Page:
We lost some great Texas restaurants in the past year, whether to the pandemic or other causes. Here, as part of our Where to Eat Now package for 2021, we remember a few of the places we’ll dearly miss.
Big, slick Américas celebrated pan-Latin cuisine long before it became fashionable.
Pioneering Benjy’s brought hip dining to quiet Rice Village.
Bernie’s Burger Bus had towering, decadent burgers down pat.
Helen in the Heights sizzled with Greek Cypriot meatballs.
Finally, we bid a fond ciao to two pizza specialists: Dolce Vita, with its Neapolitan pies, and Barry’s Pizza, a fixture for 37 years.
Chef-owner Lisa Astorga-Watel’s brunch and Bloody Marys put Bite on the map.
Southern waffles and blue-plate specials had a steadfast following at Eastside Kitchenette.
Fontaine’s Southern Diner & Bar made the most of liver and onions.
Mexican Manhattan served home-style meals for more than six decades on the River Walk.
Rio Grande Valley
Lone Star BBQ, in Mission, has gone to that great smoker in the sky.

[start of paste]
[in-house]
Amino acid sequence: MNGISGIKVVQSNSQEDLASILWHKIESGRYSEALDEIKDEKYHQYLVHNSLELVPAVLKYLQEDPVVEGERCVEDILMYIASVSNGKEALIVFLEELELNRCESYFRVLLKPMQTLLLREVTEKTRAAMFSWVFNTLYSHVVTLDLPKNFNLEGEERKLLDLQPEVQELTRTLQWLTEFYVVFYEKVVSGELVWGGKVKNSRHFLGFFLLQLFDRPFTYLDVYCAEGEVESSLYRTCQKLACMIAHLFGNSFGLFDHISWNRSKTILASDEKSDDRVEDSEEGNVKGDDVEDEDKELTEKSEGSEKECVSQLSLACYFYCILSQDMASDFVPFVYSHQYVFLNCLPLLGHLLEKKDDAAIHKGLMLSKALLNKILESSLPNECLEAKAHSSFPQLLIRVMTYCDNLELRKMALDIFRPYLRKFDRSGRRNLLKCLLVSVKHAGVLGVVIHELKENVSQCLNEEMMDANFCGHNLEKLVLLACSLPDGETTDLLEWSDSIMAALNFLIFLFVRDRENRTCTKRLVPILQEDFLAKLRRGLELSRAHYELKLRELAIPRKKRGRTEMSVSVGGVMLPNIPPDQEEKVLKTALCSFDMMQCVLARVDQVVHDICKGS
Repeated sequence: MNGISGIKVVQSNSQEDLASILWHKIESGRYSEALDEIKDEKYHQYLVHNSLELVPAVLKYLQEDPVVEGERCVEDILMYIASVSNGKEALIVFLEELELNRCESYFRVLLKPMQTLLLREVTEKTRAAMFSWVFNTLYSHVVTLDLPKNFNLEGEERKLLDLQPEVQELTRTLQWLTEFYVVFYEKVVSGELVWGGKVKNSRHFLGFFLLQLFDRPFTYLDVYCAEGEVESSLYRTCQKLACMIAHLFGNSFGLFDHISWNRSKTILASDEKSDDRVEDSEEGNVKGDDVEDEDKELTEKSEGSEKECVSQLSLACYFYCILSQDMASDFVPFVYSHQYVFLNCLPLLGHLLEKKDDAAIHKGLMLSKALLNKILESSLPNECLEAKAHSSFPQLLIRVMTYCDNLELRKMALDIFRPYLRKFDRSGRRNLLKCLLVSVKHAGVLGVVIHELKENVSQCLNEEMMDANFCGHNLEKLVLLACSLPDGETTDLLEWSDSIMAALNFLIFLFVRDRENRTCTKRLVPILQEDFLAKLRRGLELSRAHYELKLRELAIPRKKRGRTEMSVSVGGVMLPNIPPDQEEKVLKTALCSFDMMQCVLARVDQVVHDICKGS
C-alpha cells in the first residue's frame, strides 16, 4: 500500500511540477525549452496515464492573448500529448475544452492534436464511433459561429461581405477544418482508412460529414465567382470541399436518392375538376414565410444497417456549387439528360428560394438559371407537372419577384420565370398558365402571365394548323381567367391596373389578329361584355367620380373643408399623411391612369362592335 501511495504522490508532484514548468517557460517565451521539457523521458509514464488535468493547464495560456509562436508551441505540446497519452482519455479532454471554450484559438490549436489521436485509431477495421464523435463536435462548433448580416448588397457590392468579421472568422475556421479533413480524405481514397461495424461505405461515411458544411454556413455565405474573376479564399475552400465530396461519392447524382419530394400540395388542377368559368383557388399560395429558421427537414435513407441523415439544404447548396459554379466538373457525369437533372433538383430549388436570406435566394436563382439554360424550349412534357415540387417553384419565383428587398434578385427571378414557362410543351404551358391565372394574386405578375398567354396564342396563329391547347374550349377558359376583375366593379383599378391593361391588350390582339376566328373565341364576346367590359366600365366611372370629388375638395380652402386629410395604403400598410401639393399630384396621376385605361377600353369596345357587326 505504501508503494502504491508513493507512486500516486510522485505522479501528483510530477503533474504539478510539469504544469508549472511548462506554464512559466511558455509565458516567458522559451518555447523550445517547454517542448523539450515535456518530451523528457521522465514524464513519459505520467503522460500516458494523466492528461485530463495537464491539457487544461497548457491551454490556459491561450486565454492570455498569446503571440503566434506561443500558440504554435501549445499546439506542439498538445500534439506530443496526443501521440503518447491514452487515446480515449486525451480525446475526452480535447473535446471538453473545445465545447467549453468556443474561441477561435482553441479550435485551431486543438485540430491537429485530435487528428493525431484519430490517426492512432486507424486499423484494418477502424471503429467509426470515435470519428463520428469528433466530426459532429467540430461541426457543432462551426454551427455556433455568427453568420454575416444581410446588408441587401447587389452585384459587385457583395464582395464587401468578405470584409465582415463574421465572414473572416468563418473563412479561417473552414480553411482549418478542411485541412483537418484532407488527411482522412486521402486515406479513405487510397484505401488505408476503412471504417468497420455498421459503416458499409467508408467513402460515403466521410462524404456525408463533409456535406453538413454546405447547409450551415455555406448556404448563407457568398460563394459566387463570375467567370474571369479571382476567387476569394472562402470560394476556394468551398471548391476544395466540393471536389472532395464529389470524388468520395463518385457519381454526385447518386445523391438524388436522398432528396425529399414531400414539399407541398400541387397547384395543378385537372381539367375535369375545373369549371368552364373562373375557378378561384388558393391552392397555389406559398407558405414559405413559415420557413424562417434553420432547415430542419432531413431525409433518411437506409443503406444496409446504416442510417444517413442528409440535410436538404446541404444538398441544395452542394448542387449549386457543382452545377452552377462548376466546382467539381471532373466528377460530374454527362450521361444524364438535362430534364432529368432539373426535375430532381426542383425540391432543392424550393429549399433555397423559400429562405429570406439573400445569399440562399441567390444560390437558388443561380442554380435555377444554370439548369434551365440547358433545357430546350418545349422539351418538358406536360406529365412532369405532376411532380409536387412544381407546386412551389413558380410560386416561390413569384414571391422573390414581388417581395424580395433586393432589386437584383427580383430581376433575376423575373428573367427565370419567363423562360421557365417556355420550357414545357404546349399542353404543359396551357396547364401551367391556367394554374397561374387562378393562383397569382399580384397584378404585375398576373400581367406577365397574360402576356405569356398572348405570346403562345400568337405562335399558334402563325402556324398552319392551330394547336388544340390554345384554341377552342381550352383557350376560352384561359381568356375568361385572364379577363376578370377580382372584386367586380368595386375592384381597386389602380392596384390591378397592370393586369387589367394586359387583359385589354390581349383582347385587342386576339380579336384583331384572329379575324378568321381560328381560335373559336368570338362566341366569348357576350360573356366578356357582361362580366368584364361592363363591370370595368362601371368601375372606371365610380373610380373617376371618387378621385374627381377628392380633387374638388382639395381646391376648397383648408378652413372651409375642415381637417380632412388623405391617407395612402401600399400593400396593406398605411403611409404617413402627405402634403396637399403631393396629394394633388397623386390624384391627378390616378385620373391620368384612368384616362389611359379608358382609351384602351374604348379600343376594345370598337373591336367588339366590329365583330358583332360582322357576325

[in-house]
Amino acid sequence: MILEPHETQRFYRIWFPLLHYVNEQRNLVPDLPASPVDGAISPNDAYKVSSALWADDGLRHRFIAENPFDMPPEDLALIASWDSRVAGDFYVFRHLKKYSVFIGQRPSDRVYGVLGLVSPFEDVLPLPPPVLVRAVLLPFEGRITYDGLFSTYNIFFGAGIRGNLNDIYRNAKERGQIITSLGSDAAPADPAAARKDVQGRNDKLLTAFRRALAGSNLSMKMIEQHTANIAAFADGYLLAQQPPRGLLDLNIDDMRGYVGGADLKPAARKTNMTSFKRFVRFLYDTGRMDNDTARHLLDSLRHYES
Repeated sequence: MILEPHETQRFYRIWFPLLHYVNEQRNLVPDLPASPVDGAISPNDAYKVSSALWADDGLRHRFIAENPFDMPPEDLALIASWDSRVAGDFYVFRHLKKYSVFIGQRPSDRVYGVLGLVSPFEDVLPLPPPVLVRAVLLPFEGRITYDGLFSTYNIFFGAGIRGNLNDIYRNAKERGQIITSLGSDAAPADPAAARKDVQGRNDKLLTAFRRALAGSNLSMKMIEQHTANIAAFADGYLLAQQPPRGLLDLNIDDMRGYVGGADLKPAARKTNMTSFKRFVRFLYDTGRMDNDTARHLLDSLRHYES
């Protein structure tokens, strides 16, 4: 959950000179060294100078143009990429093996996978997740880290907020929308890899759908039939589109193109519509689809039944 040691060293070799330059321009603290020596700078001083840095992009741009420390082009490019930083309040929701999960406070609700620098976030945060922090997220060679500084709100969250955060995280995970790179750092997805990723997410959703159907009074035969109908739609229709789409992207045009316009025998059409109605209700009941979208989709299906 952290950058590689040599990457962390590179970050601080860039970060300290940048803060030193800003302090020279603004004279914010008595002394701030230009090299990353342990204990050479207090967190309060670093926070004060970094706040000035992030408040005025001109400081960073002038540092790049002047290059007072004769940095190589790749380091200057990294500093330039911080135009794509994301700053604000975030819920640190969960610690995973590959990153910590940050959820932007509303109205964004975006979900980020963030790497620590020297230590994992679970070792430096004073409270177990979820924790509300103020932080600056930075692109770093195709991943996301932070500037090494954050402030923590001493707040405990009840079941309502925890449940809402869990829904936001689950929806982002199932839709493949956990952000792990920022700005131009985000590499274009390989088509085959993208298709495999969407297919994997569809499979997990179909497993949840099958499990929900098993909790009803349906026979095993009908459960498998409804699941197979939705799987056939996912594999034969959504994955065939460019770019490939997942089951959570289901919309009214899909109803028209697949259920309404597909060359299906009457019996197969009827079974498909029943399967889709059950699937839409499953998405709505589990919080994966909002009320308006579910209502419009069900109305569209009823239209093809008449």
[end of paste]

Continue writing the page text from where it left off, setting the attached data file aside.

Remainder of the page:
Ted’s Restaurant, on South Padre Island, survived spring breaks and hurricanes, but not the loss of its lease.
Downtown and below ground, Dakota’s Steakhouse drew the power-lunch and dinner-date crowd for almost four decades.
Flora Street Cafe’s stunning tasting menu was chef Stephan Pyles’s coda as a restaurateur.
Hattie’s charmed diners with Low Country cuisine.
Quirky, well-loved Highland Park Cafeteria closed after 95 years, auctioning its memorabilia.
Newcomer Salaryman’s handmade ramen and sublime yakitori were overnight sensations.
Cafe Josie’s romantic brick courtyard was a shady retreat in old West Austin.
Mother’s Cafe defined “hippie” and “vegetarian” for forty years.
A fixture of Weird Austin since 1992, Shady Grove made its Airstream Chili a must-order.
Threadgill’s was the roadhouse where young Janis Joplin got her start; later the kitchen put its spin on Texas comfort food.
Bird Café’s spicy shrimp and dreamy grits took that classic to new heights.
No visit to El Rancho Grande was complete without indulging in its signature thin chips.
La Piazza’s quiet elegance delighted its uptown clientele for more than 25 years before it closed at the end of 2019.
Famed for baked spaghetti and Chianti bottles hanging everywhere, Sorrento Italian Restaurant was an El Paso treasure for sixty years.
This article originally appeared in the March 2021 issue of Texas Monthly with the headline “Where to Eat Now.” Subscribe today